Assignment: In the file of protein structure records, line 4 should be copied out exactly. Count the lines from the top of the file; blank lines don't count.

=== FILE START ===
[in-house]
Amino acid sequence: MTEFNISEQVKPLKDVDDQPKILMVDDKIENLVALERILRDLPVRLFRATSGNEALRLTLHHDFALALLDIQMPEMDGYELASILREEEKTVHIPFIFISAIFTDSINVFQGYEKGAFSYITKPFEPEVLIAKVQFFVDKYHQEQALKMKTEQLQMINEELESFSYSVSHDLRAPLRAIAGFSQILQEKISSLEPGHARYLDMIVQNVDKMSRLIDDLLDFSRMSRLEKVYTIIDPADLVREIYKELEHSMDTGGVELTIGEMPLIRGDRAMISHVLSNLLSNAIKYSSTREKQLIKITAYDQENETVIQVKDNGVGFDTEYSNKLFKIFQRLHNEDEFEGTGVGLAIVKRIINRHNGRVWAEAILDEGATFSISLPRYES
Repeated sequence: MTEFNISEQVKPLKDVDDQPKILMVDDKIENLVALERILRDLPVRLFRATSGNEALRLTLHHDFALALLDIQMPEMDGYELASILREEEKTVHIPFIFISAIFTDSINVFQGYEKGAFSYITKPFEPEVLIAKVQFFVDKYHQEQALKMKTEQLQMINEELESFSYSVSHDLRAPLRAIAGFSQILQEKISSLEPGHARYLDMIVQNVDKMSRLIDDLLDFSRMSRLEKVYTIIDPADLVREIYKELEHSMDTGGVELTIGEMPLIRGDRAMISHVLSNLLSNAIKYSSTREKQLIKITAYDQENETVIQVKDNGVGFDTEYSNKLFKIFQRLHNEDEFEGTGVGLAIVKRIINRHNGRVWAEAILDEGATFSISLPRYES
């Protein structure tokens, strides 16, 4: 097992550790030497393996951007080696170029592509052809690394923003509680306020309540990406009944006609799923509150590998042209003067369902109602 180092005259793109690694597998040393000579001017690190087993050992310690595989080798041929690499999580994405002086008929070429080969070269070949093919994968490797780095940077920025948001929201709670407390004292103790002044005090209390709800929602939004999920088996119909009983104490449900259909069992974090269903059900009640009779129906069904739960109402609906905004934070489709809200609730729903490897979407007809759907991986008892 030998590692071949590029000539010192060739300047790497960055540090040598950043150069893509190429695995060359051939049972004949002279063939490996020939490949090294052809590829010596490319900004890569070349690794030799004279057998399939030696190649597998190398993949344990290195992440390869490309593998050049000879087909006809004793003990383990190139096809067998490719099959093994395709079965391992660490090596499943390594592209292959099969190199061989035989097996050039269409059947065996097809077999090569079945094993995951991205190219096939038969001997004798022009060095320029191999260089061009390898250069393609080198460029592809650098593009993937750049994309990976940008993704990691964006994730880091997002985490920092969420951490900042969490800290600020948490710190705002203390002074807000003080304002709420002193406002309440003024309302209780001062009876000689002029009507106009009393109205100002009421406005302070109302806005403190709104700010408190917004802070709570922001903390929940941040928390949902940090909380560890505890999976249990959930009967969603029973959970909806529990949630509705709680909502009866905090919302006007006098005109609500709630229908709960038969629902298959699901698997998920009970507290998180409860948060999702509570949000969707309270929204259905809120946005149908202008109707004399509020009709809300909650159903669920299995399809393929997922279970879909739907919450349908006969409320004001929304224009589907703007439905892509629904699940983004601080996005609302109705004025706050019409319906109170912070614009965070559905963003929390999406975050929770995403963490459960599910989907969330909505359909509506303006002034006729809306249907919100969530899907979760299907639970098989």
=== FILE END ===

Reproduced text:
């Protein structure tokens, strides 16, 4: 097992550790030497393996951007080696170029592509052809690394923003509680306020309540990406009944006609799923509150590998042209003067369902109602 180092005259793109690694597998040393000579001017690190087993050992310690595989080798041929690499999580994405002086008929070429080969070269070949093919994968490797780095940077920025948001929201709670407390004292103790002044005090209390709800929602939004999920088996119909009983104490449900259909069992974090269903059900009640009779129906069904739960109402609906905004934070489709809200609730729903490897979407007809759907991986008892 030998590692071949590029000539010192060739300047790497960055540090040598950043150069893509190429695995060359051939049972004949002279063939490996020939490949090294052809590829010596490319900004890569070349690794030799004279057998399939030696190649597998190398993949344990290195992440390869490309593998050049000879087909006809004793003990383990190139096809067998490719099959093994395709079965391992660490090596499943390594592209292959099969190199061989035989097996050039269409059947065996097809077999090569079945094993995951991205190219096939038969001997004798022009060095320029191999260089061009390898250069393609080198460029592809650098593009993937750049994309990976940008993704990691964006994730880091997002985490920092969420951490900042969490800290600020948490710190705002203390002074807000003080304002709420002193406002309440003024309302209780001062009876000689002029009507106009009393109205100002009421406005302070109302806005403190709104700010408190917004802070709570922001903390929940941040928390949902940090909380560890505890999976249990959930009967969603029973959970909806529990949630509705709680909502009866905090919302006007006098005109609500709630229908709960038969629902298959699901698997998920009970507290998180409860948060999702509570949000969707309270929204259905809120946005149908202008109707004399509020009709809300909650159903669920299995399809393929997922279970879909739907919450349908006969409320004001929304224009589907703007439905892509629904699940983004601080996005609302109705004025706050019409319906109170912070614009965070559905963003929390999406975050929770995403963490459960599910989907969330909505359909509506303006002034006729809306249907919100969530899907979760299907639970098989």